Versus, the cable rights holders for nationally televised hockey, is certainly going to get in on the action. As they have in the past, they've been contacting bloggers trying to get them to promote Versus programming. In years past, they've offered Versus apparel or merchandise in return. There are no freebies this year but they may have come up with an interesting angle.
In the past, Versus has used an outside marketing firm to contact bloggers and it seems as if they're back again asking bloggers to mention their newest ad campaign. However, there's an interesting twist on the ads this year. A twist that would make the story that much more palatable to the internet.
You see, this year Versus is hyping the eye-catching advertisements they've placed on buses and in bus stops around the east coast. But it's not the advertisements that really pick up steam, it's the mention that the ads are so eye catching that they may be so cool that kids in Boston are snatching them up for decorations in their dorms.
Justin from Days of Y'Orr, a Boston Bruins blog, re-posted an email he received from a Jon Fucile doing Versus' PR (a quick Google search returns a Jon Fucile, founder of SmackDeb Media an advertising and media consulting company although not one that obviously appears to specialize in this type of advertising). The email mentions the ads, their theft in Boston, attaches images and kindly asks Justin to re-post it if he likes. It's nothing out of the ordinary for anyone who has ever attached their email address to a blog. Here's the paragraph on the alleged theft:
Doesn't this look a little suspicious? A PR rep sending out emails basically saying, 'here's an awesome story for your blog. We've been running these neat ads and they're so hip with the kids that they're taking them home.' If I'm a hockey blogger -- oh wait, I am -- I eat this story up and write a post about it. Hey, wait a second...We actually just got word that [the ads have] been such a big hit in Boston that the bus shelters are actually being vandalized throughout the city. Fans are taking apart the bus shelters (and vinyl players) and have been taking them home.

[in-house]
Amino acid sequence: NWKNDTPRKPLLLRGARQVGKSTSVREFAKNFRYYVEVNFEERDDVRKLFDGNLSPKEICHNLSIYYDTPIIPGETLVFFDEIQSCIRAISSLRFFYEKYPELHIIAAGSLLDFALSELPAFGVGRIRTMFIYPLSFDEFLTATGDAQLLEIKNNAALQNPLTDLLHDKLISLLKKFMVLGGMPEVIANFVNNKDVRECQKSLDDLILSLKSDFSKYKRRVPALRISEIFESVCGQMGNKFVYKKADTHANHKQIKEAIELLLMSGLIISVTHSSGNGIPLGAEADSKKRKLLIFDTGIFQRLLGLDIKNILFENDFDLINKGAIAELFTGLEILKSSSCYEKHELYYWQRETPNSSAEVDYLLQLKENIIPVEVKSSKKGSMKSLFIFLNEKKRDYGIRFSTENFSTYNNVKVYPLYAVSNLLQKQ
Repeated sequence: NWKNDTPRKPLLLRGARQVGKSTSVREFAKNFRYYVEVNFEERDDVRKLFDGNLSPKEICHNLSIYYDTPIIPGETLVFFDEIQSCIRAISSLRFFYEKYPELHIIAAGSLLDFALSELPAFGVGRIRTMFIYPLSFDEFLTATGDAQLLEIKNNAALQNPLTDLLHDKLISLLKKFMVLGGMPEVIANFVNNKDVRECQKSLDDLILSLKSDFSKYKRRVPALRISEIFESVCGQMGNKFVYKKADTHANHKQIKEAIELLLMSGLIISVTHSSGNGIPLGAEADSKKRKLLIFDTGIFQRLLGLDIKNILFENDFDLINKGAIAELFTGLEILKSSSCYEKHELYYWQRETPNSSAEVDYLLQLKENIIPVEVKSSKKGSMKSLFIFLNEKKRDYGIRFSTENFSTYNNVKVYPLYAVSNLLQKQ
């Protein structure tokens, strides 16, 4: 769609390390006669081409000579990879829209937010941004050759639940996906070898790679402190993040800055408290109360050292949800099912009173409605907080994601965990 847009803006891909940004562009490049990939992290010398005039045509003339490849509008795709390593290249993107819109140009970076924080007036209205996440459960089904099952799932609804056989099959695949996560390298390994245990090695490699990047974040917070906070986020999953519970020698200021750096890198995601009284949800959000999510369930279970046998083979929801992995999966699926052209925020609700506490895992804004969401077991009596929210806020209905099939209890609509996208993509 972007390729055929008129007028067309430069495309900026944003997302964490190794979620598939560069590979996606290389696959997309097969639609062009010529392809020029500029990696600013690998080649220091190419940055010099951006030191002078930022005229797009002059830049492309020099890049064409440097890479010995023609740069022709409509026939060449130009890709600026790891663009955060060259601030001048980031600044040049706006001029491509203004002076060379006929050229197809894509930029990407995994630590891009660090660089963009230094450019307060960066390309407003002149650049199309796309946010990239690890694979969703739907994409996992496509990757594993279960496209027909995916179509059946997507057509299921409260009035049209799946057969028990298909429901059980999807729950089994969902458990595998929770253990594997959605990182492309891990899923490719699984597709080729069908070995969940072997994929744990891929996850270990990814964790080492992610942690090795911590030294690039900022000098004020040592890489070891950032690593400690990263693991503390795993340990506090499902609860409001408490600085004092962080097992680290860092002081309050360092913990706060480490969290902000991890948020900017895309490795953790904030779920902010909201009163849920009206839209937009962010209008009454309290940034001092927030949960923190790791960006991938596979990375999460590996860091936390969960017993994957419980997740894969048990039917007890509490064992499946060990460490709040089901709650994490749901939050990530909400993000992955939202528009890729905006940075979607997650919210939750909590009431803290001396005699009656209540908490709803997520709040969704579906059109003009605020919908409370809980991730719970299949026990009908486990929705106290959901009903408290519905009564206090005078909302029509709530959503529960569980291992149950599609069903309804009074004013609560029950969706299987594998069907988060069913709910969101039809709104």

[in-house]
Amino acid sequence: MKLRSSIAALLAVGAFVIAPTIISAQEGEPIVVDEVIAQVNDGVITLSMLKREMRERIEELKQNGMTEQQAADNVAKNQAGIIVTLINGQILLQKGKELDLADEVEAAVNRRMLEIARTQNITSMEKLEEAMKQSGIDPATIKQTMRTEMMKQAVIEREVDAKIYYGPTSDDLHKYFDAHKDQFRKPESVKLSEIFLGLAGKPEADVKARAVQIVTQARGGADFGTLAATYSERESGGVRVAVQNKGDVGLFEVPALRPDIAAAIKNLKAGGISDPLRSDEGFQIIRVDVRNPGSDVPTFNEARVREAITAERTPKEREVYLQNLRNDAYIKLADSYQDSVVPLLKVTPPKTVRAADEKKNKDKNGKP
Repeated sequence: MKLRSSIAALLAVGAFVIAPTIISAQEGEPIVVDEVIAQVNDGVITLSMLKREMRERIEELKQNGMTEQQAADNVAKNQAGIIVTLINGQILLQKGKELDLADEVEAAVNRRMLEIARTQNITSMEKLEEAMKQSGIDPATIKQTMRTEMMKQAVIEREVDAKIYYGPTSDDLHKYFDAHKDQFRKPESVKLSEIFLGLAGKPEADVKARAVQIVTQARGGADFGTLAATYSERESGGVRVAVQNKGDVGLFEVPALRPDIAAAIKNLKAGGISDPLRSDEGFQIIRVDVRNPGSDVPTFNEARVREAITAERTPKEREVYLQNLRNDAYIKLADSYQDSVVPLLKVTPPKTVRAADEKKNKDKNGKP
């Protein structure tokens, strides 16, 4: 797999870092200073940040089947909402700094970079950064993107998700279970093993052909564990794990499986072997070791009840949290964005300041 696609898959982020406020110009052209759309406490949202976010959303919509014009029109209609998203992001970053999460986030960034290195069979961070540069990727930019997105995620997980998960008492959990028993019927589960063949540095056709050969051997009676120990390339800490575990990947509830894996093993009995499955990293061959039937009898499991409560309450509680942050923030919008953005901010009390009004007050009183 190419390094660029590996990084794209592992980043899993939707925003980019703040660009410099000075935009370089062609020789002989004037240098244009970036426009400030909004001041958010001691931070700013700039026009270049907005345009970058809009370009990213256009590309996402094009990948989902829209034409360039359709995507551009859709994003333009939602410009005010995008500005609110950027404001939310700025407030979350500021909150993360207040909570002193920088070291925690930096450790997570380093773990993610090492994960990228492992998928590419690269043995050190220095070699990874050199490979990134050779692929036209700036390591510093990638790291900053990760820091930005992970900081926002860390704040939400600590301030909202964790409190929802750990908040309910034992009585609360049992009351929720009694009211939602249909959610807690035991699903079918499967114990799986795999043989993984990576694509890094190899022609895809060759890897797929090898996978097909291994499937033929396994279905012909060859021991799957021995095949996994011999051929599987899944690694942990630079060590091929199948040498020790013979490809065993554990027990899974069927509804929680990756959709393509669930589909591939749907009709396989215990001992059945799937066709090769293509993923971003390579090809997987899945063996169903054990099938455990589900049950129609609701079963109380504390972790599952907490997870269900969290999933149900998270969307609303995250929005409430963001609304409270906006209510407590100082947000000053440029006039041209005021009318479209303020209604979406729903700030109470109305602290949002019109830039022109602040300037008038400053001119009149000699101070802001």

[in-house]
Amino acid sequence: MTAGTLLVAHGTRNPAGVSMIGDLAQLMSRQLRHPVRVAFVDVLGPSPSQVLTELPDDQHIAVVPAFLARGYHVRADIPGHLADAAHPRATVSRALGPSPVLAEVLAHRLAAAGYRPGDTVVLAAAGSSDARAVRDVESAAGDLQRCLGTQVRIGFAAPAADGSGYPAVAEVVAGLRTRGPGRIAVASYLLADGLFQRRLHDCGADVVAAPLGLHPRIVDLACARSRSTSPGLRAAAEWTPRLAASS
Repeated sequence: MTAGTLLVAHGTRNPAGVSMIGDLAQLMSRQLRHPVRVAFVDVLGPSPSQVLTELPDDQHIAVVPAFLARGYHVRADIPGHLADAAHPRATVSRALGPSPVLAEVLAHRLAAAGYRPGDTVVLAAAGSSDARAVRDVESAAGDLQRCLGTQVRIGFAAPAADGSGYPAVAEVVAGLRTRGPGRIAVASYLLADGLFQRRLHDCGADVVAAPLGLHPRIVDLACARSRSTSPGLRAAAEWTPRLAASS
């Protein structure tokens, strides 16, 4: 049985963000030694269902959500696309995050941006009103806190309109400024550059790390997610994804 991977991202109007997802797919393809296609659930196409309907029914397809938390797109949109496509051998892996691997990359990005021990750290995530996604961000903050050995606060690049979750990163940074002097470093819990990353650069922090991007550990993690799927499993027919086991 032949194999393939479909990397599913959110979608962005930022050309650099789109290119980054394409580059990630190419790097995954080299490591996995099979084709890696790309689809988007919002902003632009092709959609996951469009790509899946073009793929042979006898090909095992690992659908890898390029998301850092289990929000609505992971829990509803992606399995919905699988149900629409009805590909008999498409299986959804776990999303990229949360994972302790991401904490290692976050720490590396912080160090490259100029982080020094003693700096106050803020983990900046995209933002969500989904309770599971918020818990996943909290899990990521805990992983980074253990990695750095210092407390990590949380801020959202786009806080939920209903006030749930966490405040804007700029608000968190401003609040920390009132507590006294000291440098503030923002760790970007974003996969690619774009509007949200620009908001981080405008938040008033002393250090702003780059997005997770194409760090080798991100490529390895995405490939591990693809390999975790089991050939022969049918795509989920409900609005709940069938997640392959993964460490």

The blogosphere -- especially in sports -- has a sense of humor and quirky or funny stories can pick up as much and sometimes more traction than actual news (Carl Monday, anyone?). Show us a picture of a cool ad and it may get a few people to pay attention, or it may not. When the story takes a wacky turn, we'll all eat it up. I guess it was only a matter of time until the folks who get paid to do this sort of thing for a living figured out a way to sell us a story without making it too obvious they were selling us a story.
Now, I'll remove my tin foil hat for a moment and admit there's likely to be some truth to this. These ads are very eye catching and honestly, if you were in college and a Bruins fan, wouldn't you want to stick one of these on your wall? Heck, when it comes to rabid hockey fans, this is pretty tame. So legitimate theft isn't nearly out of the question. In fact, the ads aren't flimsy sticker like a lot of posters. They're made of vinyl so they're pretty durable (and I imagine make good residential siding).
Or maybe the answer to all of this is simply that stealing bus station ads are a growing epidemic in America. It was only a couple weeks ago that reports were surfacing people were stealing ESPN Monday Night Football ads out of bus stations. Those ads were made with AstroTurf plastered onto the station wall and 72 of 90 ads were reportedly stolen (maybe someone was building a turf field?). If all this keeps up, we'll be due to have a congressional hearing on the subject and a War on Bus Station Ad Theft declared fairly soon.
So what's going on here? Are crazy fans taking home vinyl representations of their favorite Bruins or is this a genius viral marketing move on the part of Versus? We all know that the passion of hockey fans runs deep enough and then some. We also know that there have been some really clever gimmicks going around lately. Just last week, the Chicago Blackhawks put ice sculpture Stanley Cups around Chicago to advertise their opening night. Personally, I'm calling shenanigans on this one.